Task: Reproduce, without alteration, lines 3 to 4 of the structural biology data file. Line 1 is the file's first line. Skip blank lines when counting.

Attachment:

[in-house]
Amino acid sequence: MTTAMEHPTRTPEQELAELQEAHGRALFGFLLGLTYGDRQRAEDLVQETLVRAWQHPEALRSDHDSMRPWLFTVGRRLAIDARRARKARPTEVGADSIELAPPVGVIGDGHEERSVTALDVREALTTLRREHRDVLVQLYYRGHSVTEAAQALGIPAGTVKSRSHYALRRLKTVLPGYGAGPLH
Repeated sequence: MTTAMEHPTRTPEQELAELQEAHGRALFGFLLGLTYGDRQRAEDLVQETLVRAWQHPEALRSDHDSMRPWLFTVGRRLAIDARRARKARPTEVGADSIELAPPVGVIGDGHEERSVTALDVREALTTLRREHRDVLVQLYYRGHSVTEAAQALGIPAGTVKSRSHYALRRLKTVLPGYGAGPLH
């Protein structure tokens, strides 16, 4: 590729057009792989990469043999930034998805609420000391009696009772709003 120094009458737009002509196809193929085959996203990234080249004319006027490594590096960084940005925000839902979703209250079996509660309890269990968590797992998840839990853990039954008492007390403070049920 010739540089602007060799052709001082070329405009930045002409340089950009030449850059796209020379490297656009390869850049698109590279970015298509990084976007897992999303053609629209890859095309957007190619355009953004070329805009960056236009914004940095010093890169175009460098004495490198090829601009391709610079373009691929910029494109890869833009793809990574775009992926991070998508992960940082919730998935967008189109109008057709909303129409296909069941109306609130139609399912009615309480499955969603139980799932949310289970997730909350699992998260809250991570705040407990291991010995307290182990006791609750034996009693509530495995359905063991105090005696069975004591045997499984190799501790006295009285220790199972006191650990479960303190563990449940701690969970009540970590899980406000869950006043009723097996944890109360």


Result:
Repeated sequence: MTTAMEHPTRTPEQELAELQEAHGRALFGFLLGLTYGDRQRAEDLVQETLVRAWQHPEALRSDHDSMRPWLFTVGRRLAIDARRARKARPTEVGADSIELAPPVGVIGDGHEERSVTALDVREALTTLRREHRDVLVQLYYRGHSVTEAAQALGIPAGTVKSRSHYALRRLKTVLPGYGAGPLH
């Protein structure tokens, strides 16, 4: 590729057009792989990469043999930034998805609420000391009696009772709003 120094009458737009002509196809193929085959996203990234080249004319006027490594590096960084940005925000839902979703209250079996509660309890269990968590797992998840839990853990039954008492007390403070049920 010739540089602007060799052709001082070329405009930045002409340089950009030449850059796209020379490297656009390869850049698109590279970015298509990084976007897992999303053609629209890859095309957007190619355009953004070329805009960056236009914004940095010093890169175009460098004495490198090829601009391709610079373009691929910029494109890869833009793809990574775009992926991070998508992960940082919730998935967008189109109008057709909303129409296909069941109306609130139609399912009615309480499955969603139980799932949310289970997730909350699992998260809250991570705040407990291991010995307290182990006791609750034996009693509530495995359905063991105090005696069975004591045997499984190799501790006295009285220790199972006191650990479960303190563990449940701690969970009540970590899980406000869950006043009723097996944890109360």